Current trends in education suggest that pupils should have more responsibility for their own learning, but how can they if they don’t understand the what, the why and the how?
This practical guide explores the idea that a metacognitive approach enables pupils to develop skills for lifelong learning. If pupils can identify the what, the why, and the how of their learning, they can begin to formulate strategies for overcoming challenges and for continuous improvement.
In this book, the authors truly engage with research into the link between metacognition and learning, and the idea that if you can effectively articulate your thoughts and strategies regarding how you learn, you might then be in a better position to take actions in order to improve and to be able to learn best. An appendix of useful resources is also included, which offers a range of activities surrounding the language of learning, reflection and metacognition, as well essential advice on how to develop metacognition in the early years (4-8), middle years (8-10), and upper years (10-13).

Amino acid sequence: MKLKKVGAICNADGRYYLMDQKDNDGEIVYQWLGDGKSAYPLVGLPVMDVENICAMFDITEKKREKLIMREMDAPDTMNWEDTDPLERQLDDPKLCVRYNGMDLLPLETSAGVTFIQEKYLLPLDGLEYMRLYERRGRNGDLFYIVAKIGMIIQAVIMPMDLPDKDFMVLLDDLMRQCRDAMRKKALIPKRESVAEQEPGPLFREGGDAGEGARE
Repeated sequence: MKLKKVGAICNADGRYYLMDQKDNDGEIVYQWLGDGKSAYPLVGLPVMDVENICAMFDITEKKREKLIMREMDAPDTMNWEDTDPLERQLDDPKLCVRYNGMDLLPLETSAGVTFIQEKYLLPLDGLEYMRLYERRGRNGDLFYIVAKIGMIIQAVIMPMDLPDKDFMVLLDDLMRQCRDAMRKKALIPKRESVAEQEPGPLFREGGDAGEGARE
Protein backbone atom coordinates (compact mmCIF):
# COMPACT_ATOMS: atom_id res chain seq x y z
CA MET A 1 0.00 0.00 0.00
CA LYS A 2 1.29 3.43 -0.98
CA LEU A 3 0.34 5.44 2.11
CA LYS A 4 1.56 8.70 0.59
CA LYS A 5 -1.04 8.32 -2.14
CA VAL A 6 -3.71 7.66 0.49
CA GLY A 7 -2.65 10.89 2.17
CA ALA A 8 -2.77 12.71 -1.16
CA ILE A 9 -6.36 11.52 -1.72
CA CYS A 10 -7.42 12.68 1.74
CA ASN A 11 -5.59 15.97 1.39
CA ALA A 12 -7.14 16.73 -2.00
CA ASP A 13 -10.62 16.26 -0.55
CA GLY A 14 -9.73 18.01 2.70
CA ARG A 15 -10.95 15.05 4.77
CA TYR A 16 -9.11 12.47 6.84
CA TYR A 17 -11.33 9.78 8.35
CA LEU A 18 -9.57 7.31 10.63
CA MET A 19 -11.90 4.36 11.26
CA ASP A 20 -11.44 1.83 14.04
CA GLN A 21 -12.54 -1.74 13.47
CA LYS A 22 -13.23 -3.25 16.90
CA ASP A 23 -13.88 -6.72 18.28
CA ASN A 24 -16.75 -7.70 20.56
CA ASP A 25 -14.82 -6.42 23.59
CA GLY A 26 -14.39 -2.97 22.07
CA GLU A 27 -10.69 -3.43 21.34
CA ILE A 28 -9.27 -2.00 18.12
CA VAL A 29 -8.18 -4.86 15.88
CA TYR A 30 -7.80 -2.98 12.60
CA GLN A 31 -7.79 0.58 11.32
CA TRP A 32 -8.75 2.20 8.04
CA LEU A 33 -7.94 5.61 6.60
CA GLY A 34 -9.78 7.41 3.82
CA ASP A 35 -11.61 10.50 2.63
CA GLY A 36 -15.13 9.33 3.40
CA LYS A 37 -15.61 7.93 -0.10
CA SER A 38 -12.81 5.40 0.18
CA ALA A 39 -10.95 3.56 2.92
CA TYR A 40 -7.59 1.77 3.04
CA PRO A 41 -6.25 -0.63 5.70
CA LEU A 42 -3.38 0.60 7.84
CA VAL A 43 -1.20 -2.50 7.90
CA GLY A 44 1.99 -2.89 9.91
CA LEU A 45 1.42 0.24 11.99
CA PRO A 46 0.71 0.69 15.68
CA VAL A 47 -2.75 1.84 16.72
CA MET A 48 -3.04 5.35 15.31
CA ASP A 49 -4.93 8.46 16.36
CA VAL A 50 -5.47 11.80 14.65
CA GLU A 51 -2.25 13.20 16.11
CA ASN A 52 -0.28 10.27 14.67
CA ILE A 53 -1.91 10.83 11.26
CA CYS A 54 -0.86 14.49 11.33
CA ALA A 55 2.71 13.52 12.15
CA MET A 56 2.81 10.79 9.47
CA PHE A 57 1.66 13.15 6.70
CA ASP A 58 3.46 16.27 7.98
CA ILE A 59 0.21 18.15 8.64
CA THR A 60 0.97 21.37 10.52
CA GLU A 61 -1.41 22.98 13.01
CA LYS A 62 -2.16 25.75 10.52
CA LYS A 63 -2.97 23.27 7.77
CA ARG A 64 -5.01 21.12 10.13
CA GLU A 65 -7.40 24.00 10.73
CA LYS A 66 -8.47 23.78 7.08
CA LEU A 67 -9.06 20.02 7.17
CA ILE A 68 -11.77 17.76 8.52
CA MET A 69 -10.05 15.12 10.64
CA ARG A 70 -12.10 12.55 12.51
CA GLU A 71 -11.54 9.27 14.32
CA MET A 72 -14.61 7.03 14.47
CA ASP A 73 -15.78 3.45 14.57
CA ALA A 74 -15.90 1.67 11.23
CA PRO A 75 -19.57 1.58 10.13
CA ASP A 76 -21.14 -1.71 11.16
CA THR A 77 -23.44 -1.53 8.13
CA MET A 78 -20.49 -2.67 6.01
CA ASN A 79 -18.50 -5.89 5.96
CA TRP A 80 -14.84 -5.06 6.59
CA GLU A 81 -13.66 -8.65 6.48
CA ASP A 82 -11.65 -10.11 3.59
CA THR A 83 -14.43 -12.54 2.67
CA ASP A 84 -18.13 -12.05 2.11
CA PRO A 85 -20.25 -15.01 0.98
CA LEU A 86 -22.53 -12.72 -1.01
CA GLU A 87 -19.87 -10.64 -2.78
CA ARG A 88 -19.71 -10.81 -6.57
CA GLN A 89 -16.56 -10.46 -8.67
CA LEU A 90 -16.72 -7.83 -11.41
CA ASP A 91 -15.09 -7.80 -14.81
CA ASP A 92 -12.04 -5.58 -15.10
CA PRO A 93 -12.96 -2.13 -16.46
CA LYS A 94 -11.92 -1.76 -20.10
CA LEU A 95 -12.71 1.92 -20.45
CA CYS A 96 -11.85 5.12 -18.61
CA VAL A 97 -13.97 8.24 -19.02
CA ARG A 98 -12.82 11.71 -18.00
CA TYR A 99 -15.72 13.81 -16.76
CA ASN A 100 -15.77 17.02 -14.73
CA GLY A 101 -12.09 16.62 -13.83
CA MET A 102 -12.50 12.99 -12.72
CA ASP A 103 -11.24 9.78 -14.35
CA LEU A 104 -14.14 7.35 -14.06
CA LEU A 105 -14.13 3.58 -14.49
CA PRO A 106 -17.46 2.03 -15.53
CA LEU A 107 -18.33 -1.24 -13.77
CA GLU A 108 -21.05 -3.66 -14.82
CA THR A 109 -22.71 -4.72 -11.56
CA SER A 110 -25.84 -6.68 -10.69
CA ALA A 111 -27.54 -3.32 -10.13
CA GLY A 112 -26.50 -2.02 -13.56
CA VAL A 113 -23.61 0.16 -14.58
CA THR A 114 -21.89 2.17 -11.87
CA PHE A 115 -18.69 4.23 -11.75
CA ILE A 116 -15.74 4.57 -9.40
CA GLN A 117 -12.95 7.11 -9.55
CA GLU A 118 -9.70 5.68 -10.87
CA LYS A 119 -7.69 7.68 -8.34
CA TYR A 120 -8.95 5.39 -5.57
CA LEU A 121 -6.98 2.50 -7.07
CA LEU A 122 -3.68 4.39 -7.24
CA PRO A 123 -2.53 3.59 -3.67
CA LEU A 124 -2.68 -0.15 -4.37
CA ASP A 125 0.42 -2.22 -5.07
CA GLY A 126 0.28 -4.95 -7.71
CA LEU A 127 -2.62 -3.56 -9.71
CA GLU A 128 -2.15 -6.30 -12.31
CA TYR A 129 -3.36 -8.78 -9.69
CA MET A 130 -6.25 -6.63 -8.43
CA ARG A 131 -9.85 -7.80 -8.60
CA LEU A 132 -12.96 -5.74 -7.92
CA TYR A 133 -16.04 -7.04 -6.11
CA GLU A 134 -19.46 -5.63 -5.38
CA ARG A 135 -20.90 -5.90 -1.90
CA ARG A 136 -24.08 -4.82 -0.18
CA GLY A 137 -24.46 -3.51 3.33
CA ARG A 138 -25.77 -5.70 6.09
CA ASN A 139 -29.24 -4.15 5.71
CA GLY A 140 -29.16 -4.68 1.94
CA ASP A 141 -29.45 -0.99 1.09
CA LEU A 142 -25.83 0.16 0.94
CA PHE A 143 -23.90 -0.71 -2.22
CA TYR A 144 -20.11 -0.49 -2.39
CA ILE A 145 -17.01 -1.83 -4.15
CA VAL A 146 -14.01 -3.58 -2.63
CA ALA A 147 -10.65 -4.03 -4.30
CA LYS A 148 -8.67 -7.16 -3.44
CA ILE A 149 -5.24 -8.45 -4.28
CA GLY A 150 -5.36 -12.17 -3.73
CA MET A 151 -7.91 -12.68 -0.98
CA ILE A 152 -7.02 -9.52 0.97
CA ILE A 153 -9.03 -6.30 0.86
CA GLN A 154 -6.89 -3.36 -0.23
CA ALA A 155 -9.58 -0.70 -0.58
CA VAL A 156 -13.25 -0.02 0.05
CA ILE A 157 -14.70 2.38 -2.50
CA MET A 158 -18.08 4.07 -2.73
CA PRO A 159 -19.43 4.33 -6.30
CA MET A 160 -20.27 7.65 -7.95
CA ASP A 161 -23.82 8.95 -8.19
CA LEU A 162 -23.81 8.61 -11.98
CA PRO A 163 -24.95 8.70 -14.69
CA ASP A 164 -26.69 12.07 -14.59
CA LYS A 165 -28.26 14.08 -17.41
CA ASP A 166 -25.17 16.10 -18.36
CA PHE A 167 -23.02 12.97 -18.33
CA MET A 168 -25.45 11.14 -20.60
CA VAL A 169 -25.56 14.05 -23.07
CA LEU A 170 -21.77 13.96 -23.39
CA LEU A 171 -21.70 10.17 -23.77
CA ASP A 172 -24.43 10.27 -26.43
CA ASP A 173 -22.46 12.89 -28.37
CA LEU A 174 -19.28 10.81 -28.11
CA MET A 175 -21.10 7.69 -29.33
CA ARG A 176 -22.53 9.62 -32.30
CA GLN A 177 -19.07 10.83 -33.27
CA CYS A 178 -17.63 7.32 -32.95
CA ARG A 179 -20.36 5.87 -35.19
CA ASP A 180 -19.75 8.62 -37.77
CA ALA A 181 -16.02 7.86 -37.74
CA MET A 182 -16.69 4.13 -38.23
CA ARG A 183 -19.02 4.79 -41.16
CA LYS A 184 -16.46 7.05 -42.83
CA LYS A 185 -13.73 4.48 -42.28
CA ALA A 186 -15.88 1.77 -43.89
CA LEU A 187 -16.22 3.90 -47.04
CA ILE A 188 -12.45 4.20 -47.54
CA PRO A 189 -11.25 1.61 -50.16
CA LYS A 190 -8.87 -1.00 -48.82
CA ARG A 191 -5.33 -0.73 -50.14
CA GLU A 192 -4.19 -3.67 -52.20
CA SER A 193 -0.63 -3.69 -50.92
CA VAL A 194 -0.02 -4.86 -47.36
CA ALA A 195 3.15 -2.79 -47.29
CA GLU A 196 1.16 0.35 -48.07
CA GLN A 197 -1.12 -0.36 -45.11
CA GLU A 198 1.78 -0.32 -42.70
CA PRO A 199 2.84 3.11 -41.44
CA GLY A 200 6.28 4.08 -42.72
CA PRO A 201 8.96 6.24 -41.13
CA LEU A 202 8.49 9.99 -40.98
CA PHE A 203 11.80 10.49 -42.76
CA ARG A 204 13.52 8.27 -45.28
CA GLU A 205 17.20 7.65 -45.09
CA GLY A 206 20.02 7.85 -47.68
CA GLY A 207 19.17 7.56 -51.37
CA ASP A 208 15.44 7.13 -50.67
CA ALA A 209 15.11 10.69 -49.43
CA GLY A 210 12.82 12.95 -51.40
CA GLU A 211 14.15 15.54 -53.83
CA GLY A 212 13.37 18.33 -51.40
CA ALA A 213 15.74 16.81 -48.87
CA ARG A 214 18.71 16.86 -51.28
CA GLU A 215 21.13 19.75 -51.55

Metacognition in the Primary Classroom demonstrates how important it is for children to be well-enough informed to play an active role in learning better. Having the language skills to talk about your learning, and the opportunity to share ideas and strategies with others, enables all concerned to explore and develop approaches in order to learn better. This book is a crucial read for anyone interested in ensuring that pupils take an active role in their own learning.
"This book is a crucial read for anyone interested in ensuring that pupils take an active role in their own learning. It will make you think and it will definitely have an impact on your classroom strategies, making your pupils more able learners." - Sarah Brew, Parents in Touch
"Although the majority of this book is aimed at primary key stages, it does touch upon the foundation years with a chapter on how to develop metacognition in the early years. This could prove a timely and thought-provoking read." - Neil Henty, EYE
1. What and Why: a look at theory and rationale 2. The Language of Learning 3. Reflection and Metacognition 4. Developing Metacognitive Processes: Talking about how we learn in order to work out how we learn best. 5. Foundations for Metacognition 6. Developing a Metacognitive Approach in the Early Years (ages 4-8) 7. Developing a Metacognitive Approach in the Middle Years (ages 8-10) 8. Developing a Metacognitive Approach in the Upper Years (ages 10-13) 9. A Whole School Approach 10. Becoming Better Learners